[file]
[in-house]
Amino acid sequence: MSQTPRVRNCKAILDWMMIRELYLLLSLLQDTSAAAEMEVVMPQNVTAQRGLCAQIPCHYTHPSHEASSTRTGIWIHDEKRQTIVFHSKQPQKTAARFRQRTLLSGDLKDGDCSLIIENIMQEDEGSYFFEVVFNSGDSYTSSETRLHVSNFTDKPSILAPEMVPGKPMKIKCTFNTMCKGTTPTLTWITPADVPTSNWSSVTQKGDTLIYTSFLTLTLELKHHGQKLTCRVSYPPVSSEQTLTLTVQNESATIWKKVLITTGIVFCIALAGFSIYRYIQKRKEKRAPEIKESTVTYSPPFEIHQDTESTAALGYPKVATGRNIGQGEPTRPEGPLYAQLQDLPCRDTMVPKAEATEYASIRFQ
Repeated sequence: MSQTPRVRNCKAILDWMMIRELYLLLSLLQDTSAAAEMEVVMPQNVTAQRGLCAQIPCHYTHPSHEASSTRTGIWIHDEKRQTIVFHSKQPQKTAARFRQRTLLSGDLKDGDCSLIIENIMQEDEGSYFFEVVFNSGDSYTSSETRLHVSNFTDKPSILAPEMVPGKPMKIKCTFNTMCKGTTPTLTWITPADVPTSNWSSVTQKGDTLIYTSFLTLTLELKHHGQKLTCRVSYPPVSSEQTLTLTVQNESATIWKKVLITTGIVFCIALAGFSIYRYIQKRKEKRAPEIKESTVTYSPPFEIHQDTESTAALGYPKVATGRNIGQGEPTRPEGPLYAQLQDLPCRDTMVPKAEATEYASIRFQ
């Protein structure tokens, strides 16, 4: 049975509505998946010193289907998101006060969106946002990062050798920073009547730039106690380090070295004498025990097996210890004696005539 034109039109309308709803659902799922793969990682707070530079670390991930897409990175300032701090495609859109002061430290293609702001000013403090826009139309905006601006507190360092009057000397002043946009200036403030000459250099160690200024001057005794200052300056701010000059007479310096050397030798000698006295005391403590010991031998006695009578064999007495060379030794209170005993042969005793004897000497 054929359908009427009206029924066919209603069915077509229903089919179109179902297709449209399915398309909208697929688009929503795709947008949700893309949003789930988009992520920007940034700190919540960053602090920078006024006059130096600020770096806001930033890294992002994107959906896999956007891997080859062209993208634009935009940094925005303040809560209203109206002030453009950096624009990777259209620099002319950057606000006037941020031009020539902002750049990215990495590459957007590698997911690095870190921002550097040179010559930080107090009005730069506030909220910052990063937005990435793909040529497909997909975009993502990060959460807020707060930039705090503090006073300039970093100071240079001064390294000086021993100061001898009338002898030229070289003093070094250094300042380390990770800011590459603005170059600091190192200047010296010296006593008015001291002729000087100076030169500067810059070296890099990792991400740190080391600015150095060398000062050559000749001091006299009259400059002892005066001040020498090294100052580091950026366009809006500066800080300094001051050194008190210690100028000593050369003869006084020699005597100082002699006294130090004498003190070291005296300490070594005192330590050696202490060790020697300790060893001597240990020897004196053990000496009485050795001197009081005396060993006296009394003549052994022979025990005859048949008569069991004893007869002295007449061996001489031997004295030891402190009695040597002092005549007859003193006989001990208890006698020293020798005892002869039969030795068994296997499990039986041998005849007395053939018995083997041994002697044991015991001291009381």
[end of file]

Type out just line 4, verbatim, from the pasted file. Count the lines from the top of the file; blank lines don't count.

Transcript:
């Protein structure tokens, strides 16, 4: 049975509505998946010193289907998101006060969106946002990062050798920073009547730039106690380090070295004498025990097996210890004696005539 034109039109309308709803659902799922793969990682707070530079670390991930897409990175300032701090495609859109002061430290293609702001000013403090826009139309905006601006507190360092009057000397002043946009200036403030000459250099160690200024001057005794200052300056701010000059007479310096050397030798000698006295005391403590010991031998006695009578064999007495060379030794209170005993042969005793004897000497 054929359908009427009206029924066919209603069915077509229903089919179109179902297709449209399915398309909208697929688009929503795709947008949700893309949003789930988009992520920007940034700190919540960053602090920078006024006059130096600020770096806001930033890294992002994107959906896999956007891997080859062209993208634009935009940094925005303040809560209203109206002030453009950096624009990777259209620099002319950057606000006037941020031009020539902002750049990215990495590459957007590698997911690095870190921002550097040179010559930080107090009005730069506030909220910052990063937005990435793909040529497909997909975009993502990060959460807020707060930039705090503090006073300039970093100071240079001064390294000086021993100061001898009338002898030229070289003093070094250094300042380390990770800011590459603005170059600091190192200047010296010296006593008015001291002729000087100076030169500067810059070296890099990792991400740190080391600015150095060398000062050559000749001091006299009259400059002892005066001040020498090294100052580091950026366009809006500066800080300094001051050194008190210690100028000593050369003869006084020699005597100082002699006294130090004498003190070291005296300490070594005192330590050696202490060790020697300790060893001597240990020897004196053990000496009485050795001197009081005396060993006296009394003549052994022979025990005859048949008569069991004893007869002295007449061996001489031997004295030891402190009695040597002092005549007859003193006989001990208890006698020293020798005892002869039969030795068994296997499990039986041998005849007395053939018995083997041994002697044991015991001291009381």